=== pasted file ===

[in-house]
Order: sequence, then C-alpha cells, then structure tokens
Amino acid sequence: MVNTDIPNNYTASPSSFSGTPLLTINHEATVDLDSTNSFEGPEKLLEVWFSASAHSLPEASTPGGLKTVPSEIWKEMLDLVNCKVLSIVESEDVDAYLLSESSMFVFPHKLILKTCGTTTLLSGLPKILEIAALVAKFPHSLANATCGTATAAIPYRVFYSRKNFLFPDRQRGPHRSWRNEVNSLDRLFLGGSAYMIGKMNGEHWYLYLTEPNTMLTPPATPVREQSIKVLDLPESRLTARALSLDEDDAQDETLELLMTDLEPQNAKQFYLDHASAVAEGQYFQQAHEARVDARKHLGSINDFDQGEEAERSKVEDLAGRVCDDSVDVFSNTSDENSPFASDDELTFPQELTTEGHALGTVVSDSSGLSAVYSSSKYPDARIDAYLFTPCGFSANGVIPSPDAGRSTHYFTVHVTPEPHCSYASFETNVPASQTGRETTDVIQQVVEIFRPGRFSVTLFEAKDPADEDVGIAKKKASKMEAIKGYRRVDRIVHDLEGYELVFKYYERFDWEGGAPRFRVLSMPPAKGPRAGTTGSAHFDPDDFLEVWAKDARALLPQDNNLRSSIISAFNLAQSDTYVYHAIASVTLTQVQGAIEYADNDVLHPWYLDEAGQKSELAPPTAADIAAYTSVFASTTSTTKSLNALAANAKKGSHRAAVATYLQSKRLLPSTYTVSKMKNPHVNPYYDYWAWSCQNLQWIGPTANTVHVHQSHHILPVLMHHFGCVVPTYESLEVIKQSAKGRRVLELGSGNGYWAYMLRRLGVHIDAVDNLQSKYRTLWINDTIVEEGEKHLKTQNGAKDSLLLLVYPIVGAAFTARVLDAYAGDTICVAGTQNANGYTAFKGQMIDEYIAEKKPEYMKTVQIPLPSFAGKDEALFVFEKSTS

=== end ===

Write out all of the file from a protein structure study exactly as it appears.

[in-house]
Order: sequence, then C-alpha cells, then structure tokens
Amino acid sequence: MVNTDIPNNYTASPSSFSGTPLLTINHEATVDLDSTNSFEGPEKLLEVWFSASAHSLPEASTPGGLKTVPSEIWKEMLDLVNCKVLSIVESEDVDAYLLSESSMFVFPHKLILKTCGTTTLLSGLPKILEIAALVAKFPHSLANATCGTATAAIPYRVFYSRKNFLFPDRQRGPHRSWRNEVNSLDRLFLGGSAYMIGKMNGEHWYLYLTEPNTMLTPPATPVREQSIKVLDLPESRLTARALSLDEDDAQDETLELLMTDLEPQNAKQFYLDHASAVAEGQYFQQAHEARVDARKHLGSINDFDQGEEAERSKVEDLAGRVCDDSVDVFSNTSDENSPFASDDELTFPQELTTEGHALGTVVSDSSGLSAVYSSSKYPDARIDAYLFTPCGFSANGVIPSPDAGRSTHYFTVHVTPEPHCSYASFETNVPASQTGRETTDVIQQVVEIFRPGRFSVTLFEAKDPADEDVGIAKKKASKMEAIKGYRRVDRIVHDLEGYELVFKYYERFDWEGGAPRFRVLSMPPAKGPRAGTTGSAHFDPDDFLEVWAKDARALLPQDNNLRSSIISAFNLAQSDTYVYHAIASVTLTQVQGAIEYADNDVLHPWYLDEAGQKSELAPPTAADIAAYTSVFASTTSTTKSLNALAANAKKGSHRAAVATYLQSKRLLPSTYTVSKMKNPHVNPYYDYWAWSCQNLQWIGPTANTVHVHQSHHILPVLMHHFGCVVPTYESLEVIKQSAKGRRVLELGSGNGYWAYMLRRLGVHIDAVDNLQSKYRTLWINDTIVEEGEKHLKTQNGAKDSLLLLVYPIVGAAFTARVLDAYAGDTICVAGTQNANGYTAFKGQMIDEYIAEKKPEYMKTVQIPLPSFAGKDEALFVFEKSTS